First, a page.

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Is Procrastination A Prepper's Biggest Enemy? Here Is What You Can Do About It!

Procrastination is basically the act of putting off doing things when they could be done now.

I used to be a top notch procrastinator until I realized it was a huge deterrent in my life. It was starting to cause a lot of problems. I believed that if I wasn't getting things done, there must be a reason the universe didn't want them done and who was I to challenge that? However, then there was the fact that I was a busy mom who was trying to plan to get far more done in a day than I had time.

I also had to deal with the concept of laziness and it actually means to me. I wasn't really lazy, but I was (and still am) easily distracted and I let things like my phone and the television distract me. We wonder how people got so much done in the 'olden' days? They didn't have little boxes they could hold in their hands with a myriad of entertainment options to distract them.

When you become a prepper, you realize you need to become proactive. The very core of prepping is the concept of being proactive - anticipating and preparing for what could happen before it happens. When you are a procrastinator, you are naturally going against the grain of prepping.

Now we all have things going on in our lives that keep us busier than we like. We have plenty of worthy and unworthy distractions to divert us from doing what needs to be done now. We all have plenty of reasons and excuses for why we don't do what we need to do. However, those very things can really be our biggest enemy when it comes to prepping.

How do we fight against this? How do we stop procrastination in its tracks?

1. Put away the phone. Your phone can be a very useful tool for reaching out to people, taking pictures, and locating needed information quickly. However, you need to remind yourself it is a tool. Most people use them as a form of entertainment and a distraction. You should make a concentrated effort to put the phone down and use that time to learn new skills, read a book, and work on a project.

The same goes for the computer. Unless your job depends on the computer, you should limit your time on the computer. Some people set a timer for 30-60 minutes and then walk away from the computer for the rest of the day unless they need to do research.

There is nothing wrong with using your phone and computer for a little downtime, but you know they are time-suckers and should be limited to a certain amount of time.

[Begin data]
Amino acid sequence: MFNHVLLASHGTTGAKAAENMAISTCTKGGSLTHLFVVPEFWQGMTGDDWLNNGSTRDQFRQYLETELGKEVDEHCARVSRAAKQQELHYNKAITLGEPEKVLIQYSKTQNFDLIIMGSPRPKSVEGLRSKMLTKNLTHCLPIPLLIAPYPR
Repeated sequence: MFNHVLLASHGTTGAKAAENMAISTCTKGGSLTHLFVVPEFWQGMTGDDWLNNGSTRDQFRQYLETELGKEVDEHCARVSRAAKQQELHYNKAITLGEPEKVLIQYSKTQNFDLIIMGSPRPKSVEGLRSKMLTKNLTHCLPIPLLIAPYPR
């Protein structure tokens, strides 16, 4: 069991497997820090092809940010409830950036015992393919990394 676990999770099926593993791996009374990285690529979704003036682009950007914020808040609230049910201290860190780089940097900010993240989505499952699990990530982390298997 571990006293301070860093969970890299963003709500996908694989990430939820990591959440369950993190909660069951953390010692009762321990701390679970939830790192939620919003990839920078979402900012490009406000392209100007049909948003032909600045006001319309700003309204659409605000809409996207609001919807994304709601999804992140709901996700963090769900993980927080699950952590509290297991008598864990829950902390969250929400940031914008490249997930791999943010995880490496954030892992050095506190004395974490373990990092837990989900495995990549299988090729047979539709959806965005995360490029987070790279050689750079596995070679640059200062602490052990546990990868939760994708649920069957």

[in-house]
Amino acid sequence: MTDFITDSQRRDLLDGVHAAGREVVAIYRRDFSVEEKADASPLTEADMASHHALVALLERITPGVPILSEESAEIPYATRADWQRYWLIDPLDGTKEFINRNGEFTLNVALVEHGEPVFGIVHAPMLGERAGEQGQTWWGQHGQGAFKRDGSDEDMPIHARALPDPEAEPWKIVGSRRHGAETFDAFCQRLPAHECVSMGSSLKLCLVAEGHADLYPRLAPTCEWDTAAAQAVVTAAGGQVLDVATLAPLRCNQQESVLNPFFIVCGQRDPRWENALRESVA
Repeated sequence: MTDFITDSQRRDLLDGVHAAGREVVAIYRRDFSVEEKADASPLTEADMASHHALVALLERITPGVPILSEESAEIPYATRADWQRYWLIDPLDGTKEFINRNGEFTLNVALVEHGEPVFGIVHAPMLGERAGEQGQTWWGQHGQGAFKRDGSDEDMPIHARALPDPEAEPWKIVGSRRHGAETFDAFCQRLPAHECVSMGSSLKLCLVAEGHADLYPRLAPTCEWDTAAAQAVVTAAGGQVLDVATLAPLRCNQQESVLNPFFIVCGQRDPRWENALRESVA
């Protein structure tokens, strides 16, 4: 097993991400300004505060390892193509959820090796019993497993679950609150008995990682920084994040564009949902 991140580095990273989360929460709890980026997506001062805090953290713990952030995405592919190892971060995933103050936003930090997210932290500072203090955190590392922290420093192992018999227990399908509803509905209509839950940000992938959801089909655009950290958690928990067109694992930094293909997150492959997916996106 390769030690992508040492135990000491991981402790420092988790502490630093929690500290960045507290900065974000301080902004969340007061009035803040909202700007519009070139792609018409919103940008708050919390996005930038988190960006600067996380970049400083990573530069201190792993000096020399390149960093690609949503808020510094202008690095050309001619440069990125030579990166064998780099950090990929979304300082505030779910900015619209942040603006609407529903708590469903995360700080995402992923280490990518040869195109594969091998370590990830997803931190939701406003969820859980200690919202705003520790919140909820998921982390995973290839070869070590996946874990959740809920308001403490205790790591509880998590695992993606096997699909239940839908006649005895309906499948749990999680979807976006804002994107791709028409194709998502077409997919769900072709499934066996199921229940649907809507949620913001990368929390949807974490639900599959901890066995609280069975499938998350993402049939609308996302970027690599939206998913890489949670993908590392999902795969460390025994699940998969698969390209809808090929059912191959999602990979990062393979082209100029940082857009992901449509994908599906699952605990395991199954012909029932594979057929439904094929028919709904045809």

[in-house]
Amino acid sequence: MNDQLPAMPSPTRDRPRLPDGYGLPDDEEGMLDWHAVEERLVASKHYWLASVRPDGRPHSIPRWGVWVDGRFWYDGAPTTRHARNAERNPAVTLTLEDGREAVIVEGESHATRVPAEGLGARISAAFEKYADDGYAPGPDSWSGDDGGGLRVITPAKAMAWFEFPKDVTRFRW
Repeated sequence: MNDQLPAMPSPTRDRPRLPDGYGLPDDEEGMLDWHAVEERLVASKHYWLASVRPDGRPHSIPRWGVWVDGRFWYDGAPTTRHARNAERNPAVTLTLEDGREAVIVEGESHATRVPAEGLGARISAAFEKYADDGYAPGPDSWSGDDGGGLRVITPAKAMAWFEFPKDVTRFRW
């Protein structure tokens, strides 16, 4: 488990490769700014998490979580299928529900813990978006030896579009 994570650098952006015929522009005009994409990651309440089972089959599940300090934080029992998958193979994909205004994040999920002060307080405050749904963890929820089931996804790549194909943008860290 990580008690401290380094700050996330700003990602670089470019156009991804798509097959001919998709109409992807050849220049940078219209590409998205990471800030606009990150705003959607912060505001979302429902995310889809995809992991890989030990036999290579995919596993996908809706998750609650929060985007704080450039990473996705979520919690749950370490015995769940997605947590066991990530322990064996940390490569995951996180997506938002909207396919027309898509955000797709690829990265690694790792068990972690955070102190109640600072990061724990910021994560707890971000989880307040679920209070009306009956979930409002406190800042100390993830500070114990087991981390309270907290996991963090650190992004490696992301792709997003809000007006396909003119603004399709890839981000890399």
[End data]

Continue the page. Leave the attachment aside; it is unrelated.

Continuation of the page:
2. Set some daily/weekly/monthly routines and stick to them. Every day, you should have certain things you are doing to be prepared. As simple as it sounds, having a routine that works for you takes time to figure out. However, you should be doing the simple things to be prepared. By doing these things on a consistent basis means you are not going to be worried about what isn't done.

Washing the dishes every day, making sure laundry is caught up, keeping the car clean, the driveway cleared out, the floors cleared, and more makes certain you are prepared for tomorrow. If you have to leave quickly, the clean car and driveway mean you are prepared to leave at a moment's notice and/or evacuate. Having the dishes washed and laundry done means you are not faced with a pile of laundry/dishes when you have no water.

3. Write out a to-do list every day and get done what you can. Having a to-do list saves me! I don't make the list complicated and often it includes things I don't want to forget like picking up more cat food. As a prepper though, you can include a lot of things on your to-do list. I like to keep mine short and simple. I usually only have six things written on my to-do list. When I get those six things done, I might make another list just depending on the time of day and what is going on that day. You can completely customize this for yourself.

4. Keep a journal of what you do every day. This is something I started a couple of months ago and already it is making a difference. I keep track of what has happened on that day and anything I want to remember that I accomplished. I can see what happened when and if I am on track for my goals for the week/month/year. Often I know I need to be working harder and smarter. By having a journal, I can keep track and plan accordingly.

5. Remember that every day is a new day. We are all capable of beating ourselves up for not doing what we could the day before. However, that is not productive and will not help us in any way. Wake up in the morning asking yourself what you can do today and plan accordingly. If yesterday is still bothering you, tackle what you were going to do yesterday and move on.

6. Keep a positive outlook and always be moving forward. Similar to #5, prepping is a positive thing. You are looking towards the future and trying to be prepared for it. That required a positive outlook. Everything you do today will only help you tomorrow so always be moving forward. Worrying about "what ifs" and "what can happen" can be used as a positive motivation in your prepping as long as you do not let the fear paralyze you.

What do you do to combat procrastination?

Thanks for reading,

Related posts:
Daily Habits, Routines, and Prepping: Why Do They Go Together?
Ten Prepping Habits You Should Be Working On! 


  1. we are bad with this too. I like the idea of keeping a journal.


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